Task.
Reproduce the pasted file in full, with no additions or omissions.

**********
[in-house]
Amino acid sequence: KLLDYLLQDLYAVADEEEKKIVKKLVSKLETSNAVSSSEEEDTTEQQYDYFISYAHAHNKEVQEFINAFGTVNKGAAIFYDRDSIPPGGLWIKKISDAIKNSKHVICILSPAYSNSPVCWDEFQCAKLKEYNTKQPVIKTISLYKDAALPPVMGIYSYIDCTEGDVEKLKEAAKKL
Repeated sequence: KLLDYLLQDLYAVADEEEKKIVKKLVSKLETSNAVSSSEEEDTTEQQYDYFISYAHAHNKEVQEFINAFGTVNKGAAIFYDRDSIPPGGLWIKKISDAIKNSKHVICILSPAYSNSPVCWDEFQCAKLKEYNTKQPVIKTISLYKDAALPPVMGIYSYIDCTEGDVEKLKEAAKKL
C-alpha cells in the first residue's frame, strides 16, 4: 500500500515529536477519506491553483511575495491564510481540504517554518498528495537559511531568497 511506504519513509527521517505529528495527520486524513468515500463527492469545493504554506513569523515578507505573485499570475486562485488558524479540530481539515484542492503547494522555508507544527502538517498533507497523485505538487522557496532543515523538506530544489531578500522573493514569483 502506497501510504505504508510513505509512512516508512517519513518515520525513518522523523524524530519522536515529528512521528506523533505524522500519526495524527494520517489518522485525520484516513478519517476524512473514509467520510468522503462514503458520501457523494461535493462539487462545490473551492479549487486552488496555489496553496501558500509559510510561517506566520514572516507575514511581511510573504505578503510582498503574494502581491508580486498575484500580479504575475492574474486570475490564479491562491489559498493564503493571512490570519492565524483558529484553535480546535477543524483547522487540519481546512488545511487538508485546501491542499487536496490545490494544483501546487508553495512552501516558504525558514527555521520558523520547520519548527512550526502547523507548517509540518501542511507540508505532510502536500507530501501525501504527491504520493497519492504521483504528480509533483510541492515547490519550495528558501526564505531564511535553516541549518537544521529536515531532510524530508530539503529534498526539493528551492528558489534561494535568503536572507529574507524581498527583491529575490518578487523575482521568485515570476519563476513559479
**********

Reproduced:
[in-house]
Amino acid sequence: KLLDYLLQDLYAVADEEEKKIVKKLVSKLETSNAVSSSEEEDTTEQQYDYFISYAHAHNKEVQEFINAFGTVNKGAAIFYDRDSIPPGGLWIKKISDAIKNSKHVICILSPAYSNSPVCWDEFQCAKLKEYNTKQPVIKTISLYKDAALPPVMGIYSYIDCTEGDVEKLKEAAKKL
Repeated sequence: KLLDYLLQDLYAVADEEEKKIVKKLVSKLETSNAVSSSEEEDTTEQQYDYFISYAHAHNKEVQEFINAFGTVNKGAAIFYDRDSIPPGGLWIKKISDAIKNSKHVICILSPAYSNSPVCWDEFQCAKLKEYNTKQPVIKTISLYKDAALPPVMGIYSYIDCTEGDVEKLKEAAKKL
C-alpha cells in the first residue's frame, strides 16, 4: 500500500515529536477519506491553483511575495491564510481540504517554518498528495537559511531568497 511506504519513509527521517505529528495527520486524513468515500463527492469545493504554506513569523515578507505573485499570475486562485488558524479540530481539515484542492503547494522555508507544527502538517498533507497523485505538487522557496532543515523538506530544489531578500522573493514569483 502506497501510504505504508510513505509512512516508512517519513518515520525513518522523523524524530519522536515529528512521528506523533505524522500519526495524527494520517489518522485525520484516513478519517476524512473514509467520510468522503462514503458520501457523494461535493462539487462545490473551492479549487486552488496555489496553496501558500509559510510561517506566520514572516507575514511581511510573504505578503510582498503574494502581491508580486498575484500580479504575475492574474486570475490564479491562491489559498493564503493571512490570519492565524483558529484553535480546535477543524483547522487540519481546512488545511487538508485546501491542499487536496490545490494544483501546487508553495512552501516558504525558514527555521520558523520547520519548527512550526502547523507548517509540518501542511507540508505532510502536500507530501501525501504527491504520493497519492504521483504528480509533483510541492515547490519550495528558501526564505531564511535553516541549518537544521529536515531532510524530508530539503529534498526539493528551492528558489534561494535568503536572507529574507524581498527583491529575490518578487523575482521568485515570476519563476513559479